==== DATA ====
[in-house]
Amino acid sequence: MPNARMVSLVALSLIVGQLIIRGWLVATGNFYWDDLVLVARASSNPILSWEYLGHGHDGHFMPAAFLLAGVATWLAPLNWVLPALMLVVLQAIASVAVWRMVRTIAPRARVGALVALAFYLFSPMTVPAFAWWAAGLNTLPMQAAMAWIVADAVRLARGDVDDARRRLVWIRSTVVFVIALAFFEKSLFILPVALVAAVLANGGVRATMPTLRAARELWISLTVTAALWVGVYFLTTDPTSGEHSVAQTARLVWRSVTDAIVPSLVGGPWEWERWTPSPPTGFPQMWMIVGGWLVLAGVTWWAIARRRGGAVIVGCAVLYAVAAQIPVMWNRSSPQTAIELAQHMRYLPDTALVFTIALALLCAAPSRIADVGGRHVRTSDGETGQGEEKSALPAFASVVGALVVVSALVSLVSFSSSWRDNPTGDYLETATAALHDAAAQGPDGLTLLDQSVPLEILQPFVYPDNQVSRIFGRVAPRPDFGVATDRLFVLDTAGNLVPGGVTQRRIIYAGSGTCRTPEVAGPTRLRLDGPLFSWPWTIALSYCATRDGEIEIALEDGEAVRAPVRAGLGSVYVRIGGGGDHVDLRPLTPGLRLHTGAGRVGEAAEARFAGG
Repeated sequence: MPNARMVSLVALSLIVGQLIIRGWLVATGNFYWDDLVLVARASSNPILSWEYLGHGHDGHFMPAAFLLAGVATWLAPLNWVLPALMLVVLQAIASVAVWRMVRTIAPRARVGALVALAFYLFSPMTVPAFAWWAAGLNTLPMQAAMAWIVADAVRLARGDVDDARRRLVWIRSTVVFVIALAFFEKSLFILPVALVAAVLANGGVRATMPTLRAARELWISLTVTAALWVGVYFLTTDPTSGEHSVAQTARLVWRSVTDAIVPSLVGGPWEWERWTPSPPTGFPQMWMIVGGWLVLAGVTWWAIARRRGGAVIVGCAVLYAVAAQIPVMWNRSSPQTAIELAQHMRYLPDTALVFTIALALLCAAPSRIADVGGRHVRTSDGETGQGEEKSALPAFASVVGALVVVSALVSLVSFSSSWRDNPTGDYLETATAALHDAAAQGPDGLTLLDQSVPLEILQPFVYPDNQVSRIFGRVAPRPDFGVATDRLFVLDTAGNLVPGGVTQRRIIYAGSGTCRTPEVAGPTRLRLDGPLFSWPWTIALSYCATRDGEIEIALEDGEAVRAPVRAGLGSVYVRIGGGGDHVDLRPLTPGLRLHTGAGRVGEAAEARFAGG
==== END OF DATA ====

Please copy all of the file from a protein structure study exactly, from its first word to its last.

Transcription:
[in-house]
Amino acid sequence: MPNARMVSLVALSLIVGQLIIRGWLVATGNFYWDDLVLVARASSNPILSWEYLGHGHDGHFMPAAFLLAGVATWLAPLNWVLPALMLVVLQAIASVAVWRMVRTIAPRARVGALVALAFYLFSPMTVPAFAWWAAGLNTLPMQAAMAWIVADAVRLARGDVDDARRRLVWIRSTVVFVIALAFFEKSLFILPVALVAAVLANGGVRATMPTLRAARELWISLTVTAALWVGVYFLTTDPTSGEHSVAQTARLVWRSVTDAIVPSLVGGPWEWERWTPSPPTGFPQMWMIVGGWLVLAGVTWWAIARRRGGAVIVGCAVLYAVAAQIPVMWNRSSPQTAIELAQHMRYLPDTALVFTIALALLCAAPSRIADVGGRHVRTSDGETGQGEEKSALPAFASVVGALVVVSALVSLVSFSSSWRDNPTGDYLETATAALHDAAAQGPDGLTLLDQSVPLEILQPFVYPDNQVSRIFGRVAPRPDFGVATDRLFVLDTAGNLVPGGVTQRRIIYAGSGTCRTPEVAGPTRLRLDGPLFSWPWTIALSYCATRDGEIEIALEDGEAVRAPVRAGLGSVYVRIGGGGDHVDLRPLTPGLRLHTGAGRVGEAAEARFAGG
Repeated sequence: MPNARMVSLVALSLIVGQLIIRGWLVATGNFYWDDLVLVARASSNPILSWEYLGHGHDGHFMPAAFLLAGVATWLAPLNWVLPALMLVVLQAIASVAVWRMVRTIAPRARVGALVALAFYLFSPMTVPAFAWWAAGLNTLPMQAAMAWIVADAVRLARGDVDDARRRLVWIRSTVVFVIALAFFEKSLFILPVALVAAVLANGGVRATMPTLRAARELWISLTVTAALWVGVYFLTTDPTSGEHSVAQTARLVWRSVTDAIVPSLVGGPWEWERWTPSPPTGFPQMWMIVGGWLVLAGVTWWAIARRRGGAVIVGCAVLYAVAAQIPVMWNRSSPQTAIELAQHMRYLPDTALVFTIALALLCAAPSRIADVGGRHVRTSDGETGQGEEKSALPAFASVVGALVVVSALVSLVSFSSSWRDNPTGDYLETATAALHDAAAQGPDGLTLLDQSVPLEILQPFVYPDNQVSRIFGRVAPRPDFGVATDRLFVLDTAGNLVPGGVTQRRIIYAGSGTCRTPEVAGPTRLRLDGPLFSWPWTIALSYCATRDGEIEIALEDGEAVRAPVRAGLGSVYVRIGGGGDHVDLRPLTPGLRLHTGAGRVGEAAEARFAGG